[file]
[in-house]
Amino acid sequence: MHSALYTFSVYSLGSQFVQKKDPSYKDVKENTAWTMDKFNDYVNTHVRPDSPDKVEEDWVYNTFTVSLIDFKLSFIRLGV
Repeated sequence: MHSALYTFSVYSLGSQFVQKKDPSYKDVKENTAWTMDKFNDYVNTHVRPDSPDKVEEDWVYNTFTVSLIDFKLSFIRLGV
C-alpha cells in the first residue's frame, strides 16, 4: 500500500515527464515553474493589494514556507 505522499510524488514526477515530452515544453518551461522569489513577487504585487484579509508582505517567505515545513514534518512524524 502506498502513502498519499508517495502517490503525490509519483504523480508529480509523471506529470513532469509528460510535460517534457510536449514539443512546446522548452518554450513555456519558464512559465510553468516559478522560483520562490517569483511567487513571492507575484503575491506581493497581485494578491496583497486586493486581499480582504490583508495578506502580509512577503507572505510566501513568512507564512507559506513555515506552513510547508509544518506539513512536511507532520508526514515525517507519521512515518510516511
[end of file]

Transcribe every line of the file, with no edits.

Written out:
[in-house]
Amino acid sequence: MHSALYTFSVYSLGSQFVQKKDPSYKDVKENTAWTMDKFNDYVNTHVRPDSPDKVEEDWVYNTFTVSLIDFKLSFIRLGV
Repeated sequence: MHSALYTFSVYSLGSQFVQKKDPSYKDVKENTAWTMDKFNDYVNTHVRPDSPDKVEEDWVYNTFTVSLIDFKLSFIRLGV
C-alpha cells in the first residue's frame, strides 16, 4: 500500500515527464515553474493589494514556507 505522499510524488514526477515530452515544453518551461522569489513577487504585487484579509508582505517567505515545513514534518512524524 502506498502513502498519499508517495502517490503525490509519483504523480508529480509523471506529470513532469509528460510535460517534457510536449514539443512546446522548452518554450513555456519558464512559465510553468516559478522560483520562490517569483511567487513571492507575484503575491506581493497581485494578491496583497486586493486581499480582504490583508495578506502580509512577503507572505510566501513568512507564512507559506513555515506552513510547508509544518506539513512536511507532520508526514515525517507519521512515518510516511